By Huw Jones, Carolyn Cohn and Tommy Wilkes
LONDON (Reuters) – A scramble for cash by Britain’s pension funds after last week’s bond market crash has raised questions about oversight of a 1.6 trillion pound ($1.8 trillion) business that has grown rapidly in recent years.
Pension funds had to post emergency collateral in liability-driven investments (LDI), which deploy a mix of both leveraged and unleveraged derivatives to safeguard against shortfalls in pension pots, after British government bond yields rocketed.
To halt freefalling prices, the Bank of England was forced to pledge to buy as much as 65 billion pounds ($73.63 billion) of long-dated government bonds, known as gilts.
Many pension funds struggled to find the extra cash at short notice. Some had to sell gilts in a firesale that put further upward pressure on yields and threatened a wider meltdown.
“Pension regulation is not the direct remit of Bank of England but stability of the financial system is,” said Ian Tonks, professor of finance at the University of Bristol Business School.
After the global financial crisis of more than a decade ago, regulators tightened rules on banks. But pension funds, insurers and asset managers remain more loosely regulated, prompting warnings of even greater threats to financial stability.
LDI is a regulatory “grey area”, one pensions industry source said. The Pensions Regulator (TPR) has day-to-day oversight of pension schemes to ensure they were well hedged, but it is not a financial regulator, meaning it is less focused on the risk behind the schemes’ use of financial instruments.
Pension trustees decide on whether to use LDI, often based on advice from consultants which are not required to be regulated, and TPR guided in 2019 that it was common practice to use LDI to improve the matching of assets and liabilities.
LDI funds used by British pension schemes are largely listed in Luxembourg and Dublin, but their managers are based in Britain and regulated by the Financial Conduct Authority, while the BoE regulates banks, some of which act as counterparties.
LDI was born out of a need to plug shortfalls in defined benefit pension schemes, especially as central banks slashed interest rates after the global financial crisis.
Its popularity has boomed in recent years, helping many pension funds to not only meet those long-dated obligations but also generate a surplus.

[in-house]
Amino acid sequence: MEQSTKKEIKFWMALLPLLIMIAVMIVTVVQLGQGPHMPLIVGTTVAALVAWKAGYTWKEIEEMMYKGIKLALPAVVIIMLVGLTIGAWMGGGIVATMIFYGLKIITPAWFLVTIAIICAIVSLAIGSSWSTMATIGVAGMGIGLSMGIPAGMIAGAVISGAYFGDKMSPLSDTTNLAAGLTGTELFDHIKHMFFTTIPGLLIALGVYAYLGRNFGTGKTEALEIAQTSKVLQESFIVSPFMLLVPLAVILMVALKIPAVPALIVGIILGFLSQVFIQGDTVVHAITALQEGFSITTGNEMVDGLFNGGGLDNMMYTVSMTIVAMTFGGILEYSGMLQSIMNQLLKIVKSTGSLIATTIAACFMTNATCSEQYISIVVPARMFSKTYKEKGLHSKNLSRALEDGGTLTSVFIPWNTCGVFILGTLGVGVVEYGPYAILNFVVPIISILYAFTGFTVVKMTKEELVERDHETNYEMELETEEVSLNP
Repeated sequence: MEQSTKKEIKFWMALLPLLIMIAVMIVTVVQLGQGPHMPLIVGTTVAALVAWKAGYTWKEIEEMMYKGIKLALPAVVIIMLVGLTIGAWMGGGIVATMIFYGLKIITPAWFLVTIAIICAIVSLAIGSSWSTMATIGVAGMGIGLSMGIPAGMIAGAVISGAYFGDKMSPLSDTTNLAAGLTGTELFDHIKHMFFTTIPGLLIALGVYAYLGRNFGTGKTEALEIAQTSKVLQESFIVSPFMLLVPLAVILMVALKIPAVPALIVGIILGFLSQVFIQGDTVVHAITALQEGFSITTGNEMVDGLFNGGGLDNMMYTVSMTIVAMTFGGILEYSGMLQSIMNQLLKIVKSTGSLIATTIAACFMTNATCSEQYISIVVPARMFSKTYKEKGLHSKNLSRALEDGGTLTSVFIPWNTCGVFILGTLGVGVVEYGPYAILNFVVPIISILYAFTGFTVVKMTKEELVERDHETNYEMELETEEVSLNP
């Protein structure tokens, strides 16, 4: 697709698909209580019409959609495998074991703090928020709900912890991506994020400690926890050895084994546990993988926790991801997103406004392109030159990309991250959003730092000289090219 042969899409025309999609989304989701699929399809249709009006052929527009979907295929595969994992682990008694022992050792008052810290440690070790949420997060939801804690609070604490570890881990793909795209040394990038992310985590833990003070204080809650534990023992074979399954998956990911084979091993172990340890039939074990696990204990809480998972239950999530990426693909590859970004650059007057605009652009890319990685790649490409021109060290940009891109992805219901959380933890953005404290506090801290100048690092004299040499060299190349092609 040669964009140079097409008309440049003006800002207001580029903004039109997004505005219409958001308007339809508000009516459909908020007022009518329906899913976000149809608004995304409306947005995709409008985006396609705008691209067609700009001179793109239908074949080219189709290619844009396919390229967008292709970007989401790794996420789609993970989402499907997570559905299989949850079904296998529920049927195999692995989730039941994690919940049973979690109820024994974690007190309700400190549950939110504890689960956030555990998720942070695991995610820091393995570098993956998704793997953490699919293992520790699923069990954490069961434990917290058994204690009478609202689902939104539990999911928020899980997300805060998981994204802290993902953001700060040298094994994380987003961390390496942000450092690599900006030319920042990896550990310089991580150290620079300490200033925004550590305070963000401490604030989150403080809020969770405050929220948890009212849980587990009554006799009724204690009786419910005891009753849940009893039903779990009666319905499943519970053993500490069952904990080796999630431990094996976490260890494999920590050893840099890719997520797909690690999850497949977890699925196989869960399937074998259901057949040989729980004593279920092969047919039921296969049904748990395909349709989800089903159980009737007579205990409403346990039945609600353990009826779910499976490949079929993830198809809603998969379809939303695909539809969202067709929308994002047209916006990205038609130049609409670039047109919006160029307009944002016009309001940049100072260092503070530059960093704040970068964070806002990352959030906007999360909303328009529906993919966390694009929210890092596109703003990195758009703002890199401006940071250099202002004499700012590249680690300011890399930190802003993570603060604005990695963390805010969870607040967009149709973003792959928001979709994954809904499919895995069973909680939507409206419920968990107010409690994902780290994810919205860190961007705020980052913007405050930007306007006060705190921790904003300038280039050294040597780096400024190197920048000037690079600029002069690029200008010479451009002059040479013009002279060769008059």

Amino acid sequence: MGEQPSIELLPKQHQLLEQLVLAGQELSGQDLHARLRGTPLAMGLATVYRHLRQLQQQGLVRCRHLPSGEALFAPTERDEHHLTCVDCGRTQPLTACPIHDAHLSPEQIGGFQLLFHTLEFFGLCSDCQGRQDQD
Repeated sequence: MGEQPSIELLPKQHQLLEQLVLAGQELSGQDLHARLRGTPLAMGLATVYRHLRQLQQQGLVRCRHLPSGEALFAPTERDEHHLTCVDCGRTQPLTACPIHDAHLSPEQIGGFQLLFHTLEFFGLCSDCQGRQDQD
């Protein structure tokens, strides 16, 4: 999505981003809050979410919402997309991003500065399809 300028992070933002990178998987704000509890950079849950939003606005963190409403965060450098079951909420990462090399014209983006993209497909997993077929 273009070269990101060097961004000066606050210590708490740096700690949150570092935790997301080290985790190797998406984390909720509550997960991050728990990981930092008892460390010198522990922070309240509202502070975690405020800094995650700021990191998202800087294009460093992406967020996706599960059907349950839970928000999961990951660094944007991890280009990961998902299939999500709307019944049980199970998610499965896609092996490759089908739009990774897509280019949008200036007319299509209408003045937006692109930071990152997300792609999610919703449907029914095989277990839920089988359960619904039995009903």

But leverage in many LDI products was still rising in 2022 as central banks started hiking rates. That turned positions once largely designed to be defensive and protect from falling interest rates into riskier ones much more exposed to movements in rates and inflation as bond prices fell and yields rose.
Insight Investment, one of the largest LDI providers, said in a May 5 note that clients should top up collateral pools sooner to reduce risks of being “a forced seller of assets at potentially inopportune times”.
It estimated then that a scheme with 3 times leverage at the start of 2022 would have seen it rise to 4.5 times as bond prices fell.
“Given recent market events we are working with some UK pension fund clients to reduce leverage in their LDI strategies,” a spokesperson from Insight said.
“This aims to ensure that their liability hedges remain resilient.”TPR and the FCA have been talking with LDI funds since the Spring on their ability to cope with higher collateral demands as central banks began raising interest rates, people familiar with the situation and a source close to the regulators said.
But last week, yields on gilts rose 160 basis points in just days, above a maximum 100 basis points swing in a 2018 assessment of the sector’s capacity to cover margin calls on interest rate derivatives, the Bank of England said.
Industry officials say some LDI funds required collateral for up to 150 basis point moves, but last week’s moves blew past that too.
“The scale and speed of the recent repricing far exceeds historical moves,” the BoE said.
The FCA and TPR declined to comment on whether there was more they could have done. Luxembourg regulators had no immediate comment.
The Central Bank of Ireland said it was “aware of developments in the UK Gilt markets and has been monitoring the potential impact on Irish and international markets”.
Pension schemes are building pools of cash in case they receive fresh margin calls from LDI managers when the Bank of England intervention ends on Oct. 14.
The Bank has been working with the FCA and TPR in recent years on enhanced monitoring of the risks in LDI funds, deputy governor Jon Cunliffe said on Thursday, adding that lessons need to be learned, and the appropriate level of resilience ensured.
LDI funds are not required to hold capital buffers, but must show the FCA they have systems in place to manage risks.
Graphic: LDI graphic from Bank of England https://fingfx.thomsonreuters.com/gfx/mkt/klvykxbenvg/LDI%20Graphic%20from%20Bank%20of%20England.PNG
David Blake, a finance professor at the University of London, said TPR may have to set leverage limits.
But imposing more restrictions will have to be weighed up against how often such events are likely to happen and radically changing a mechanism that has largely served the sector well.
Meanwhile, pension funds are likely to be more cautious and LDI providers are cutting the allowed leverage.
“There is a significant aversion to illiquidity because obviously of the problems that we have just witnessed in raising money for collateral calls in these conditions of extreme market moves,” David Lloyd, head of institutional fund management at M&G, said.
(Reporting by Huw Jones, Carolyn Cohn, Tommy Wilkes, Kirstin Ridley, Sinead Cruise and Elizabeth Howcroft; Editing by Alexander Smith)